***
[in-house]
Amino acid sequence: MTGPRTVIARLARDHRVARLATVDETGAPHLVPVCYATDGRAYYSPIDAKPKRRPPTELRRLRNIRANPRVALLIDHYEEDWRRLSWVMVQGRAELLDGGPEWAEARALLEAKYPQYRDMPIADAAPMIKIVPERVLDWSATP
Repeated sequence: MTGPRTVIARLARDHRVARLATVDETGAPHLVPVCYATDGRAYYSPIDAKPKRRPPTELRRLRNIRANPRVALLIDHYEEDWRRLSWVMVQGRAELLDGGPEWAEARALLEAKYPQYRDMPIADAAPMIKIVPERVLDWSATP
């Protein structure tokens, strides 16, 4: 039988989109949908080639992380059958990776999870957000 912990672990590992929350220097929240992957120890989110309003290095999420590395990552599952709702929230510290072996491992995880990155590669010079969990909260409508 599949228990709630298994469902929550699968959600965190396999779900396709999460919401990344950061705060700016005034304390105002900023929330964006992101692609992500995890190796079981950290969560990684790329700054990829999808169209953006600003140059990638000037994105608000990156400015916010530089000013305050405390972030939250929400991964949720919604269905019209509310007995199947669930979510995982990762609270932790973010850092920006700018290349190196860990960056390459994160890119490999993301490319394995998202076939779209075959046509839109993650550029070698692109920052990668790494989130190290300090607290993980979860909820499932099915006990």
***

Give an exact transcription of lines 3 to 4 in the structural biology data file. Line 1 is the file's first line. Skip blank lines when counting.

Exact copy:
Repeated sequence: MTGPRTVIARLARDHRVARLATVDETGAPHLVPVCYATDGRAYYSPIDAKPKRRPPTELRRLRNIRANPRVALLIDHYEEDWRRLSWVMVQGRAELLDGGPEWAEARALLEAKYPQYRDMPIADAAPMIKIVPERVLDWSATP
């Protein structure tokens, strides 16, 4: 039988989109949908080639992380059958990776999870957000 912990672990590992929350220097929240992957120890989110309003290095999420590395990552599952709702929230510290072996491992995880990155590669010079969990909260409508 599949228990709630298994469902929550699968959600965190396999779900396709999460919401990344950061705060700016005034304390105002900023929330964006992101692609992500995890190796079981950290969560990684790329700054990829999808169209953006600003140059990638000037994105608000990156400015916010530089000013305050405390972030939250929400991964949720919604269905019209509310007995199947669930979510995982990762609270932790973010850092920006700018290349190196860990960056390459994160890119490999993301490319394995998202076939779209075959046509839109993650550029070698692109920052990668790494989130190290300090607290993980979860909820499932099915006990």